Do I Have To?
the knowledge comes to me
that I have space
for a second,
This quote by Rilke (“I Love My Being’s Dark Hours”) found me at just the right moment. I was sinking into some habitually dark hours of my own, focusing on the lack of clarity about my future. Reading it, my breath softened in my chest, as things quieted and released around me. My response to it was visceral rather than intellectual; I don’t believe or understand this, as much as I feel it.
I thought I was done. Really. I’ve had a great career at Kripalu, teaching, coaching and writing for these twenty-six years. It has been both a privilege and a blessing to be a part of so many people’s lives and to have learned so very much in the process. I had imagined that, as I got older and more weary of the grind of a forty-hour week, of showing up early, of staying late, of teaching (I HAVE BEEN CONSISTENTLY TEACHING FOR 46 YEARS.), that I would wind down hours, teach a bit, always have Kripalu programs to keep my heart open to the process, to keep some money and clients flowing in. For reasons I don’t understand, Kripalu no longer represents this to me. Nothing is wrong—it is just different now. And in this emerging difference, I realize, to my dismay, that I am just simply not done. Not done doing what, I ask myself? Not done—being of service, not done bringing in an income, not done offering what I have learned to the world? I guess all of the above. Retirement? I don’t think so. Rewire-ment sounds more like it.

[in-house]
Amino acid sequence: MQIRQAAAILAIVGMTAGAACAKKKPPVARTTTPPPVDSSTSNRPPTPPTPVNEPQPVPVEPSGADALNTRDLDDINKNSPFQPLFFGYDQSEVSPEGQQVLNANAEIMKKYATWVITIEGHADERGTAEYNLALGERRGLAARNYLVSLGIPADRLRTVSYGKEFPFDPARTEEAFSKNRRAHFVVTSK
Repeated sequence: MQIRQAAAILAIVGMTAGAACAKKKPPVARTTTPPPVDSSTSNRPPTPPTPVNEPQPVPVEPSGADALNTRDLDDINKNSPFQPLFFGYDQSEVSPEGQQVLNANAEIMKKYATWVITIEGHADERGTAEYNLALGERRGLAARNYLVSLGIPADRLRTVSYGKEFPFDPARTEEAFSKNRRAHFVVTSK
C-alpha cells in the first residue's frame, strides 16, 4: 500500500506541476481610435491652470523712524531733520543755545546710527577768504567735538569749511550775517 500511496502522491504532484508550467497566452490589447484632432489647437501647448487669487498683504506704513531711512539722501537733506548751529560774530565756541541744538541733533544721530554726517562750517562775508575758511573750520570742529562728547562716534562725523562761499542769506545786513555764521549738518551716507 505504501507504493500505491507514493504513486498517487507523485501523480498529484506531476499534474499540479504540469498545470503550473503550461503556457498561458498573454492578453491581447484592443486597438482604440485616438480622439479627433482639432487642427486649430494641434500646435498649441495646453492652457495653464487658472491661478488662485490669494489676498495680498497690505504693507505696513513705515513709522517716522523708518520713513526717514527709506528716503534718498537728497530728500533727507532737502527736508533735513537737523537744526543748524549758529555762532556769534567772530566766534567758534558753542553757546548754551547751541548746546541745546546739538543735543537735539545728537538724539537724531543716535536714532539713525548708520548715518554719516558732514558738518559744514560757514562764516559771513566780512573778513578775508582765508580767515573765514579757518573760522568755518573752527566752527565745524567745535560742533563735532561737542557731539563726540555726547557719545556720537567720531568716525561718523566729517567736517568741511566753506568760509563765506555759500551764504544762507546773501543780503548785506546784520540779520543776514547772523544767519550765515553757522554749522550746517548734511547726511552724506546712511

Who might I be, if I wasn’t working full time in that building on the hill? How might my wires be re-ordered? It sounds so simple, so obvious. I could sit with you while you work through a transition of this nature—I could help you breathe and relax, open to new possibilities, to imagine what might be and so on. Yet, can I sit with myself? Can I sit with my own vulnerability, with that terrified little child in me who hides behind the grownup facilitator, the person with the microphone and the illusion of control?
I know I can do this—I just don’t feel that yet. And I guess that’s a good enough place to be.
I want to see myself bigger than and beyond that Kripalu building. Developmentally, it appears, I am compelled to see what else might be alive for me professionally. Nothing has to happen now; no proclamations need to be declared. I am simply in a process of widening my lens. And, quite frankly, I am not yet delighted about this opportunity. It frightens me to the bone. Yet the universe seems to be aligning to offer me assuring comfort and general possibilities. (No specifics, yet, damn it.) The first general comfort was this Rilke verse that made its way to me. It grabbed my heart; it softened and soothed it.
The second universal intervention/reassurance happened last week, while coaching a woman. Her husband, in his early sixties, was in the final months of his life; his living with Alzheimer’s was ending. She was honest and raw and opened with me, her big blue eyes seemingly getting bigger as she talked. She looked at me, took a breath and said, “My life lies in front of me”. Her words chilled me, inspired me, and encouraged me. She taught me.
My life does lie in front of me. I have zero idea what might unfold, but I do believe that, one step at a time, more will be revealed. I believe that my “second, timeless larger life” is in front of me, my final chapter of dharma, waiting, opening its arms—not in my timetable—but waiting, nevertheless. And all I have to do today is nothing—just to show up, do my best to be right here, right now—and to allow the future to beckon me.
Do you relate to any of this, dear readers? What is calling you forward in your life? Are there surprise detours awaiting you? Do you feel a fluidity in your dharma, in your purpose, summoning you? What do you make of this?